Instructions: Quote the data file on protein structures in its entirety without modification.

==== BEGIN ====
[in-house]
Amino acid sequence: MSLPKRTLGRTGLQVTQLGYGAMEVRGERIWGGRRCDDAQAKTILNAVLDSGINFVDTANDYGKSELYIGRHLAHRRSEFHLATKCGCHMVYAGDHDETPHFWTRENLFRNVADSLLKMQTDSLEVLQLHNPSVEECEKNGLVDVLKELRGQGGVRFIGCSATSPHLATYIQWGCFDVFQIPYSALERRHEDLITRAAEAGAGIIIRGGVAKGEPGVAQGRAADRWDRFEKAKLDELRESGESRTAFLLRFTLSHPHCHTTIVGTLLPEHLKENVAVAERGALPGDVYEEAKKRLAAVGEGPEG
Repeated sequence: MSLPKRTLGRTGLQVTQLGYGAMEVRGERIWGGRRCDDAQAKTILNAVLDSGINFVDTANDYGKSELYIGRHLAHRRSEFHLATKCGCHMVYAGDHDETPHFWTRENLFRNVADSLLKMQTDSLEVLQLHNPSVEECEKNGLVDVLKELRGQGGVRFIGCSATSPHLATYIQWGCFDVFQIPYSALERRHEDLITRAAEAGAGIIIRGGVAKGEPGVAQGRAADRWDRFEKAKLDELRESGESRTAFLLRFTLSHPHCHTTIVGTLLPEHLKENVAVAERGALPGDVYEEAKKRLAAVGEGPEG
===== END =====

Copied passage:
[in-house]
Amino acid sequence: MSLPKRTLGRTGLQVTQLGYGAMEVRGERIWGGRRCDDAQAKTILNAVLDSGINFVDTANDYGKSELYIGRHLAHRRSEFHLATKCGCHMVYAGDHDETPHFWTRENLFRNVADSLLKMQTDSLEVLQLHNPSVEECEKNGLVDVLKELRGQGGVRFIGCSATSPHLATYIQWGCFDVFQIPYSALERRHEDLITRAAEAGAGIIIRGGVAKGEPGVAQGRAADRWDRFEKAKLDELRESGESRTAFLLRFTLSHPHCHTTIVGTLLPEHLKENVAVAERGALPGDVYEEAKKRLAAVGEGPEG
Repeated sequence: MSLPKRTLGRTGLQVTQLGYGAMEVRGERIWGGRRCDDAQAKTILNAVLDSGINFVDTANDYGKSELYIGRHLAHRRSEFHLATKCGCHMVYAGDHDETPHFWTRENLFRNVADSLLKMQTDSLEVLQLHNPSVEECEKNGLVDVLKELRGQGGVRFIGCSATSPHLATYIQWGCFDVFQIPYSALERRHEDLITRAAEAGAGIIIRGGVAKGEPGVAQGRAADRWDRFEKAKLDELRESGESRTAFLLRFTLSHPHCHTTIVGTLLPEHLKENVAVAERGALPGDVYEEAKKRLAAVGEGPEG